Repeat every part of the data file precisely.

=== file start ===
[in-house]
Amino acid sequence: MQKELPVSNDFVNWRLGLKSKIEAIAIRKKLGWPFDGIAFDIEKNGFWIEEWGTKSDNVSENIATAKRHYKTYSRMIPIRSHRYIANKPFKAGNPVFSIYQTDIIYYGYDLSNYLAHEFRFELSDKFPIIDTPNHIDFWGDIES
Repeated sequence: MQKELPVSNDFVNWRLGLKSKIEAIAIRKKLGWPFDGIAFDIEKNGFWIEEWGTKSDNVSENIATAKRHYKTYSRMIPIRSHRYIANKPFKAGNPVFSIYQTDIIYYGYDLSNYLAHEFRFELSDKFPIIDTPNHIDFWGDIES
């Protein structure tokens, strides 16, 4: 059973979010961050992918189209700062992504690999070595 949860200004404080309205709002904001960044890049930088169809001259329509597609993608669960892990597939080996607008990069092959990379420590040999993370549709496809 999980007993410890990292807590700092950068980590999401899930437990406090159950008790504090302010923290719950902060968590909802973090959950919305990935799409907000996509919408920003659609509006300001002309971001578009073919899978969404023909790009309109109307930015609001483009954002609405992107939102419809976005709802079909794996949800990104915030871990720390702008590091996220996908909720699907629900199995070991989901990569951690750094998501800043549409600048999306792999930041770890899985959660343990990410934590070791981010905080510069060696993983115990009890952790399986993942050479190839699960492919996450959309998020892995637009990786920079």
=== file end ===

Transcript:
[in-house]
Amino acid sequence: MQKELPVSNDFVNWRLGLKSKIEAIAIRKKLGWPFDGIAFDIEKNGFWIEEWGTKSDNVSENIATAKRHYKTYSRMIPIRSHRYIANKPFKAGNPVFSIYQTDIIYYGYDLSNYLAHEFRFELSDKFPIIDTPNHIDFWGDIES
Repeated sequence: MQKELPVSNDFVNWRLGLKSKIEAIAIRKKLGWPFDGIAFDIEKNGFWIEEWGTKSDNVSENIATAKRHYKTYSRMIPIRSHRYIANKPFKAGNPVFSIYQTDIIYYGYDLSNYLAHEFRFELSDKFPIIDTPNHIDFWGDIES
């Protein structure tokens, strides 16, 4: 059973979010961050992918189209700062992504690999070595 949860200004404080309205709002904001960044890049930088169809001259329509597609993608669960892990597939080996607008990069092959990379420590040999993370549709496809 999980007993410890990292807590700092950068980590999401899930437990406090159950008790504090302010923290719950902060968590909802973090959950919305990935799409907000996509919408920003659609509006300001002309971001578009073919899978969404023909790009309109109307930015609001483009954002609405992107939102419809976005709802079909794996949800990104915030871990720390702008590091996220996908909720699907629900199995070991989901990569951690750094998501800043549409600048999306792999930041770890899985959660343990990410934590070791981010905080510069060696993983115990009890952790399986993942050479190839699960492919996450959309998020892995637009990786920079």